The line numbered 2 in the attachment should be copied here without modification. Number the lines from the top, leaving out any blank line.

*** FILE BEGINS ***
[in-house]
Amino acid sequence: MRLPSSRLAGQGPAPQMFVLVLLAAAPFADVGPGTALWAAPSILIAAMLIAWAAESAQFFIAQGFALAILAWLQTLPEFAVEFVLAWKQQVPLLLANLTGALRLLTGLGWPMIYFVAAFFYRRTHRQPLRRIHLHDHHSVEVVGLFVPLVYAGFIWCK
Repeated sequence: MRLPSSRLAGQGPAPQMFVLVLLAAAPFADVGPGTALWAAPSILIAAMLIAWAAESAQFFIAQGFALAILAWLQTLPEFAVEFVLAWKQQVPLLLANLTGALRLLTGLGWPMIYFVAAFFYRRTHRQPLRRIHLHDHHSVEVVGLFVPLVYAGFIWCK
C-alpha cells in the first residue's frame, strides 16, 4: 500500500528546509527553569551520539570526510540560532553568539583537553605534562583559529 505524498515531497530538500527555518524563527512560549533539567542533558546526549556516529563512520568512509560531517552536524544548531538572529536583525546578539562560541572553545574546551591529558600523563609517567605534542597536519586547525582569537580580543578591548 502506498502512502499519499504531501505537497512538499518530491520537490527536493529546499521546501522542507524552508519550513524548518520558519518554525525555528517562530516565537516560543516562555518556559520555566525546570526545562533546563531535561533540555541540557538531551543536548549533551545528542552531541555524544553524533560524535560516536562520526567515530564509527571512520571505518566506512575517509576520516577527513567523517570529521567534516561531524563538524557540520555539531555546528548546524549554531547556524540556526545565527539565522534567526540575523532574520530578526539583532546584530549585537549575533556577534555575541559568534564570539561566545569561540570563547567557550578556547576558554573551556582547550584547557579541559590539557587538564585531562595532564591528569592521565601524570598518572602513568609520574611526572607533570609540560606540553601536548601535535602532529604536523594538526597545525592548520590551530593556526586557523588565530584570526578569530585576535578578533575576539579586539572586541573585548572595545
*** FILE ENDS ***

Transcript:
Amino acid sequence: MRLPSSRLAGQGPAPQMFVLVLLAAAPFADVGPGTALWAAPSILIAAMLIAWAAESAQFFIAQGFALAILAWLQTLPEFAVEFVLAWKQQVPLLLANLTGALRLLTGLGWPMIYFVAAFFYRRTHRQPLRRIHLHDHHSVEVVGLFVPLVYAGFIWCK